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The Boston Globe

Metro

Brian McGrory

Kevin White’s love for Boston left room for his dog

Kathryn White looked on, apparently without too much disdain, as Adlai greeted the mayor in 1983.

globe file photo

This is a small story about a man and his dog. Actually, it’s a story about a man concealing his dog from his wife. And it gets a little more complicated because the man happened to be the mayor of Boston.

I am speaking about Kevin White and of the hundreds of sometimes comic and often poignant stories that have poured forth since his death on Friday, there has been very little said of his love of animals, specifically golden retrievers, an emotion that ran true and deep. Please forgive me for sharing just one.

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White always had dogs, often in pairs, and walked them through the Public Garden and Boston Common every day. He sprawled on the floor with them, let them ride beside him in his chauffeured car, and brought them to his City Hall office.

Those who are not dog lovers will never understand what they’re missing, the serenity and simplicity of sharing life with a dog.

But three terms into his mayoralty, White found himself without a dog.

There were reasons for this. His Beacon Hill house was filled with five growing kids. The demands of the mayoralty were increasingly unforgiving. His wife, Kathryn, didn’t want to go through the heartbreak again that comes with a dog’s inevitable death.

The mayor that built up the Boston skyline, faced down riots, and won four terms, was astute enough to understand that his authority didn’t necessarily extend to his own house.

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So he hatched another plan.

That scheme involved the Parkman House, the city-owned mansion on Beacon Street, just around the corner from White’s townhouse.

White had spent more than $600,000 in public and private funds to renovate it and basically turned it into his private retreat. That whole Mayor DeLuxe moniker didn’t come out of thin air.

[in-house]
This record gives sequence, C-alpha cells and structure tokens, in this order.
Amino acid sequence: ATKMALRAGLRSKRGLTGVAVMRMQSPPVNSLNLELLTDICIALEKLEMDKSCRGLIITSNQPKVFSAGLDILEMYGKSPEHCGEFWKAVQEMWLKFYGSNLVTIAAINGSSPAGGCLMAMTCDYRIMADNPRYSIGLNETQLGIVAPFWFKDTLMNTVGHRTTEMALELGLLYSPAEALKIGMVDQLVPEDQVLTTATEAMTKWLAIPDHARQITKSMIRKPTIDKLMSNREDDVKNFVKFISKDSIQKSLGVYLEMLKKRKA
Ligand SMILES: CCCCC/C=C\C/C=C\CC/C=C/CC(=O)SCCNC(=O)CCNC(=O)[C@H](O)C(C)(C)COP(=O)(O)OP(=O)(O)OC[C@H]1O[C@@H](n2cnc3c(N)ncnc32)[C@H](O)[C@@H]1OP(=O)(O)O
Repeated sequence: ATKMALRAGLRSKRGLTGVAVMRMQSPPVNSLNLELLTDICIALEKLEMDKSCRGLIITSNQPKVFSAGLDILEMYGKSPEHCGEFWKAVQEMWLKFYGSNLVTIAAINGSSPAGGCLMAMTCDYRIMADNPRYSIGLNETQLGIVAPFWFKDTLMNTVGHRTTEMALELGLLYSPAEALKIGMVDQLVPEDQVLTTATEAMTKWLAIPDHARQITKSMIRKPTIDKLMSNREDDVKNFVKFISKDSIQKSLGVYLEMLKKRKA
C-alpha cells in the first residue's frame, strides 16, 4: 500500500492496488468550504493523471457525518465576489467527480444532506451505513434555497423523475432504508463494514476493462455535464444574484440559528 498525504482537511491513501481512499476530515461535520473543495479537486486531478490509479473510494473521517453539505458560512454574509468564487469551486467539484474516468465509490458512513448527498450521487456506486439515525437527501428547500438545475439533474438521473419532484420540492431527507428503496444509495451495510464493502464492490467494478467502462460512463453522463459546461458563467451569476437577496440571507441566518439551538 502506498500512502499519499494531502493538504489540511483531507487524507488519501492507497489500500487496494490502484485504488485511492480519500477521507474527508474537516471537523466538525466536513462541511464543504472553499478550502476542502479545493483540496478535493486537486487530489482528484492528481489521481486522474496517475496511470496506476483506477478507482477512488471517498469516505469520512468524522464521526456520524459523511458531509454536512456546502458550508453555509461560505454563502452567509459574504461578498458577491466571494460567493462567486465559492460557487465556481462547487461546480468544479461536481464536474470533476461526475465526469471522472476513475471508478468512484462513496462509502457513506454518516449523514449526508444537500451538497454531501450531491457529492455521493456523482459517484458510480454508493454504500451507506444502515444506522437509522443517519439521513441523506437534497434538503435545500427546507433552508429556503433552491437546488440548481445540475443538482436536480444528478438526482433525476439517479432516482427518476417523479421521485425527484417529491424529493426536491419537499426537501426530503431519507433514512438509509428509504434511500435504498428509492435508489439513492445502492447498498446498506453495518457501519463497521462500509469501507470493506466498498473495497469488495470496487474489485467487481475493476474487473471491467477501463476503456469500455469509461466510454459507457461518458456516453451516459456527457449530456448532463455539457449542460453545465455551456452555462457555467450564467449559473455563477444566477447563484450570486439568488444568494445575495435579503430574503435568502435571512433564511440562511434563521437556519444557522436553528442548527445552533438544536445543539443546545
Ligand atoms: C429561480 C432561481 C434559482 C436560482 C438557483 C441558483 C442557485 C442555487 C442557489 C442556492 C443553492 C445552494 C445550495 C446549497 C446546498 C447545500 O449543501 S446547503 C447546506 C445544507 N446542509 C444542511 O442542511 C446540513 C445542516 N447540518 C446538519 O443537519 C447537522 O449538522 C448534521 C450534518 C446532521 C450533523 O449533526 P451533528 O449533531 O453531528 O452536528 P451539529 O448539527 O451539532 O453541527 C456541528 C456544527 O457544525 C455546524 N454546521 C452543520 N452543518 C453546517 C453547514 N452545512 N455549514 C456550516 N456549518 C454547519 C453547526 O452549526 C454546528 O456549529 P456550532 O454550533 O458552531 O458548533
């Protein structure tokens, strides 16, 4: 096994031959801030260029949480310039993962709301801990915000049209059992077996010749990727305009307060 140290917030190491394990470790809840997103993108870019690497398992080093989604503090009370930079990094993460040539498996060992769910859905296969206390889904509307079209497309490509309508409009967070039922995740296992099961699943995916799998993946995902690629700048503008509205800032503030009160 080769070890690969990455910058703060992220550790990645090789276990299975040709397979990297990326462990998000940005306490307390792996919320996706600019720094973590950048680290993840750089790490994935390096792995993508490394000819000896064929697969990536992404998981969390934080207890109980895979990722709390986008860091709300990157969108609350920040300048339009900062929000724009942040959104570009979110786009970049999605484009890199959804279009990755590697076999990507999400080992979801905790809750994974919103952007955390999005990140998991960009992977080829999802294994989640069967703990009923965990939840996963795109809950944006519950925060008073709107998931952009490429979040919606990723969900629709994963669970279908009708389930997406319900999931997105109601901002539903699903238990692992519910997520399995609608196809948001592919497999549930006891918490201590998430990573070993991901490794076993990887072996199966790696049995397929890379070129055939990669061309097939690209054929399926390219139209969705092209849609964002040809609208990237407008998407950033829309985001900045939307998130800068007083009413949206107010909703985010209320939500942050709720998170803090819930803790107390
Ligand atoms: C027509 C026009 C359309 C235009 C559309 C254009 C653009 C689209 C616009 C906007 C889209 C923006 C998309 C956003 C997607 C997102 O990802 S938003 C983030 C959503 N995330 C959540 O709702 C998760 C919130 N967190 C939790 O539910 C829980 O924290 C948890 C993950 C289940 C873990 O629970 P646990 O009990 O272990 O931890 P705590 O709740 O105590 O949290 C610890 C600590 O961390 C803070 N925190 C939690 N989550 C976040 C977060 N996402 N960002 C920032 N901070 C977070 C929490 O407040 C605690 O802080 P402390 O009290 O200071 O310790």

It was 1979 or 1980 when White acquired a blocky golden retriever puppy from a breeder in South Carolina and called him Adlai, after Adlai Stevenson.

“He always named his dogs after politicians,’’ his son, Chris, recalled yesterday.

But rather than bring Adlai home, he drove straight to the Parkman House, where the pup undoubtedly looked around at the expensive furniture, the soft carpets, the eager staff, and thought, “This will do.’’

And there Adlai lived, in semisecret, for many months to come, often with the mayor, always with the staff.

White walked him every day, brought him to his office, and shared the news with his kids, who would regularly visit him. But White never did get around to telling Kathryn.

No, she learned about it when she saw a picture of her husband and his dog in the Globe over the caption (I’m paraphrasing here), “Mayor White and his golden retriever, Adlai.’’

globe file photo

Kathryn White snapped up the phone and asked her husband: “Who is Adlai?’’ I suspect we’re missing some adjectives. Later that day, Kevin White and Adlai took a slow walk home.

“They both had their tail between their legs,’’ Chris White said yesterday, laughing as he told the story. “They were best friends, even in secret.’’

Some time later, the mayor, Chris, Chris’s sister Beth, and Adlai, were walking through Boston Common when the owner of a food cart enthusiastically offered them hot dogs.

The Whites’ taste tended higher than hot dogs, but for the sake of politics, they choked them down with feigned appreciation.

Not so with Adlai. When the vendor crouched to offer him a hotdog, he took a long sniff and turned disdainfully away.

“All the way home, my dad kept saying to him: ‘How could you? That guy’s a voter!’ ’’ Chris said. “Adlai had his head down and his ears back.’’

As Kevin White is being rightfully remembered for the many great things he accomplished in a city he loved, he should also be recalled as a man in love with his dog.

Brian McGrory is a Globe columnist. He can be reached at mcgrory@globe.com.

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